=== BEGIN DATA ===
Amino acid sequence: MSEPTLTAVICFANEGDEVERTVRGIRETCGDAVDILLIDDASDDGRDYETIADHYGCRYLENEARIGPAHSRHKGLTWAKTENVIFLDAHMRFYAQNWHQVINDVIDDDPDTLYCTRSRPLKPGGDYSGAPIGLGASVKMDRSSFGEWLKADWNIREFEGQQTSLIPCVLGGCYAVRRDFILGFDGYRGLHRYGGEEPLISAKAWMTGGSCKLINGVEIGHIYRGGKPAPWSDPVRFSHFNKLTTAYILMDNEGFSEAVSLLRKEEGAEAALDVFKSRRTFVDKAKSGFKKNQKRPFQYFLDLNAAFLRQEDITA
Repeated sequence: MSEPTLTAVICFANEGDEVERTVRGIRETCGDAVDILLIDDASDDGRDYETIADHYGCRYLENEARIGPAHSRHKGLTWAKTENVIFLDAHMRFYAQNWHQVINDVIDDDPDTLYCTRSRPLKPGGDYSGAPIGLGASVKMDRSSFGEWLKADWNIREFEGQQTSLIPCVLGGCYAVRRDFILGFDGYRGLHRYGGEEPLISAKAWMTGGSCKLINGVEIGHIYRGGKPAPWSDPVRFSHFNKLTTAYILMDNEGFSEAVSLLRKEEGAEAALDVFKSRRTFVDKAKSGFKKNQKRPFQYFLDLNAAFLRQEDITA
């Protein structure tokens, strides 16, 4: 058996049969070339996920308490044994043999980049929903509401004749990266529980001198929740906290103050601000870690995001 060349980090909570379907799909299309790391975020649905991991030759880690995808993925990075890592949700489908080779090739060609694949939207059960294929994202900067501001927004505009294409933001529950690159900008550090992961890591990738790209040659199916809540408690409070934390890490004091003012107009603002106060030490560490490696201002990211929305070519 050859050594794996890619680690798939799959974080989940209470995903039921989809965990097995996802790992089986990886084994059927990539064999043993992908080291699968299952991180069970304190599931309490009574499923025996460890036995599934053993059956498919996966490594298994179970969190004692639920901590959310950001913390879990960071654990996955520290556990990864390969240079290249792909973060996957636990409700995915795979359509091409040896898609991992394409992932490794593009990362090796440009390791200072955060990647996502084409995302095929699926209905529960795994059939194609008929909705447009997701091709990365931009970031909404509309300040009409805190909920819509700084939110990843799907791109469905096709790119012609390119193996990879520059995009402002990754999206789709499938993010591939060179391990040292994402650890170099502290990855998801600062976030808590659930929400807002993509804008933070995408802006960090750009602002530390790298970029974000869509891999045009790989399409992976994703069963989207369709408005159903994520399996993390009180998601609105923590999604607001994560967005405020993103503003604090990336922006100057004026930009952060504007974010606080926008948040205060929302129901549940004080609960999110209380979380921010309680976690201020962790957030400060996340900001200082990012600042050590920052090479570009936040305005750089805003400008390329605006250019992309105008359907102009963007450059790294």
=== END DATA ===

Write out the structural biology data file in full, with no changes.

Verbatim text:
Amino acid sequence: MSEPTLTAVICFANEGDEVERTVRGIRETCGDAVDILLIDDASDDGRDYETIADHYGCRYLENEARIGPAHSRHKGLTWAKTENVIFLDAHMRFYAQNWHQVINDVIDDDPDTLYCTRSRPLKPGGDYSGAPIGLGASVKMDRSSFGEWLKADWNIREFEGQQTSLIPCVLGGCYAVRRDFILGFDGYRGLHRYGGEEPLISAKAWMTGGSCKLINGVEIGHIYRGGKPAPWSDPVRFSHFNKLTTAYILMDNEGFSEAVSLLRKEEGAEAALDVFKSRRTFVDKAKSGFKKNQKRPFQYFLDLNAAFLRQEDITA
Repeated sequence: MSEPTLTAVICFANEGDEVERTVRGIRETCGDAVDILLIDDASDDGRDYETIADHYGCRYLENEARIGPAHSRHKGLTWAKTENVIFLDAHMRFYAQNWHQVINDVIDDDPDTLYCTRSRPLKPGGDYSGAPIGLGASVKMDRSSFGEWLKADWNIREFEGQQTSLIPCVLGGCYAVRRDFILGFDGYRGLHRYGGEEPLISAKAWMTGGSCKLINGVEIGHIYRGGKPAPWSDPVRFSHFNKLTTAYILMDNEGFSEAVSLLRKEEGAEAALDVFKSRRTFVDKAKSGFKKNQKRPFQYFLDLNAAFLRQEDITA
């Protein structure tokens, strides 16, 4: 058996049969070339996920308490044994043999980049929903509401004749990266529980001198929740906290103050601000870690995001 060349980090909570379907799909299309790391975020649905991991030759880690995808993925990075890592949700489908080779090739060609694949939207059960294929994202900067501001927004505009294409933001529950690159900008550090992961890591990738790209040659199916809540408690409070934390890490004091003012107009603002106060030490560490490696201002990211929305070519 050859050594794996890619680690798939799959974080989940209470995903039921989809965990097995996802790992089986990886084994059927990539064999043993992908080291699968299952991180069970304190599931309490009574499923025996460890036995599934053993059956498919996966490594298994179970969190004692639920901590959310950001913390879990960071654990996955520290556990990864390969240079290249792909973060996957636990409700995915795979359509091409040896898609991992394409992932490794593009990362090796440009390791200072955060990647996502084409995302095929699926209905529960795994059939194609008929909705447009997701091709990365931009970031909404509309300040009409805190909920819509700084939110990843799907791109469905096709790119012609390119193996990879520059995009402002990754999206789709499938993010591939060179391990040292994402650890170099502290990855998801600062976030808590659930929400807002993509804008933070995408802006960090750009602002530390790298970029974000869509891999045009790989399409992976994703069963989207369709408005159903994520399996993390009180998601609105923590999604607001994560967005405020993103503003604090990336922006100057004026930009952060504007974010606080926008948040205060929302129901549940004080609960999110209380979380921010309680976690201020962790957030400060996340900001200082990012600042050590920052090479570009936040305005750089805003400008390329605006250019992309105008359907102009963007450059790294």